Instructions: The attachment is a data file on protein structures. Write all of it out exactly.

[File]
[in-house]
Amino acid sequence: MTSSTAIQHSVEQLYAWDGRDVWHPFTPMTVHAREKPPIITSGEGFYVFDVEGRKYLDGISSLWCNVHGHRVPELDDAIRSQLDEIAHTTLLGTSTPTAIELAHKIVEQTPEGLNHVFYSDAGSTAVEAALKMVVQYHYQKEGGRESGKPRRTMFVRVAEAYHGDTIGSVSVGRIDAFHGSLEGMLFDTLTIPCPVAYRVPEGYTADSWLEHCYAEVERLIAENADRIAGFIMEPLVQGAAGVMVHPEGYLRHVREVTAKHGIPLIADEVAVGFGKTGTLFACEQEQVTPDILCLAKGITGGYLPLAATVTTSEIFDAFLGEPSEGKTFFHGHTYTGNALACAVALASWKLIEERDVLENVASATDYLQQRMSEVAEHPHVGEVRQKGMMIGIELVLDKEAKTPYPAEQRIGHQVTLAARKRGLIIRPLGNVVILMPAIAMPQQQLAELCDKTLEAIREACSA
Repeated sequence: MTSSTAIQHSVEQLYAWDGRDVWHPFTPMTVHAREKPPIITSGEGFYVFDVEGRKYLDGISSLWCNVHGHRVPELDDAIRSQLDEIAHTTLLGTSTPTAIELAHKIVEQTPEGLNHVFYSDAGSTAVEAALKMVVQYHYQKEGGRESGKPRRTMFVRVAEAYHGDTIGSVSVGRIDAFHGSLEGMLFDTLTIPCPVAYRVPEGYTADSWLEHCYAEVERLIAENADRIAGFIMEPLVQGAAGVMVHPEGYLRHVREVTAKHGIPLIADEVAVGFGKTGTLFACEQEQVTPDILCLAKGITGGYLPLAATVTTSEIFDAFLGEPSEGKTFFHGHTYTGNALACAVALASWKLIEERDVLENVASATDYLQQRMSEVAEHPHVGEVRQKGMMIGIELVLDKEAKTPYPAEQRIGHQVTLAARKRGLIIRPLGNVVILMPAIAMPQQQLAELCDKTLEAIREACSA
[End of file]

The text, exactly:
[in-house]
Amino acid sequence: MTSSTAIQHSVEQLYAWDGRDVWHPFTPMTVHAREKPPIITSGEGFYVFDVEGRKYLDGISSLWCNVHGHRVPELDDAIRSQLDEIAHTTLLGTSTPTAIELAHKIVEQTPEGLNHVFYSDAGSTAVEAALKMVVQYHYQKEGGRESGKPRRTMFVRVAEAYHGDTIGSVSVGRIDAFHGSLEGMLFDTLTIPCPVAYRVPEGYTADSWLEHCYAEVERLIAENADRIAGFIMEPLVQGAAGVMVHPEGYLRHVREVTAKHGIPLIADEVAVGFGKTGTLFACEQEQVTPDILCLAKGITGGYLPLAATVTTSEIFDAFLGEPSEGKTFFHGHTYTGNALACAVALASWKLIEERDVLENVASATDYLQQRMSEVAEHPHVGEVRQKGMMIGIELVLDKEAKTPYPAEQRIGHQVTLAARKRGLIIRPLGNVVILMPAIAMPQQQLAELCDKTLEAIREACSA
Repeated sequence: MTSSTAIQHSVEQLYAWDGRDVWHPFTPMTVHAREKPPIITSGEGFYVFDVEGRKYLDGISSLWCNVHGHRVPELDDAIRSQLDEIAHTTLLGTSTPTAIELAHKIVEQTPEGLNHVFYSDAGSTAVEAALKMVVQYHYQKEGGRESGKPRRTMFVRVAEAYHGDTIGSVSVGRIDAFHGSLEGMLFDTLTIPCPVAYRVPEGYTADSWLEHCYAEVERLIAENADRIAGFIMEPLVQGAAGVMVHPEGYLRHVREVTAKHGIPLIADEVAVGFGKTGTLFACEQEQVTPDILCLAKGITGGYLPLAATVTTSEIFDAFLGEPSEGKTFFHGHTYTGNALACAVALASWKLIEERDVLENVASATDYLQQRMSEVAEHPHVGEVRQKGMMIGIELVLDKEAKTPYPAEQRIGHQVTLAARKRGLIIRPLGNVVILMPAIAMPQQQLAELCDKTLEAIREACSA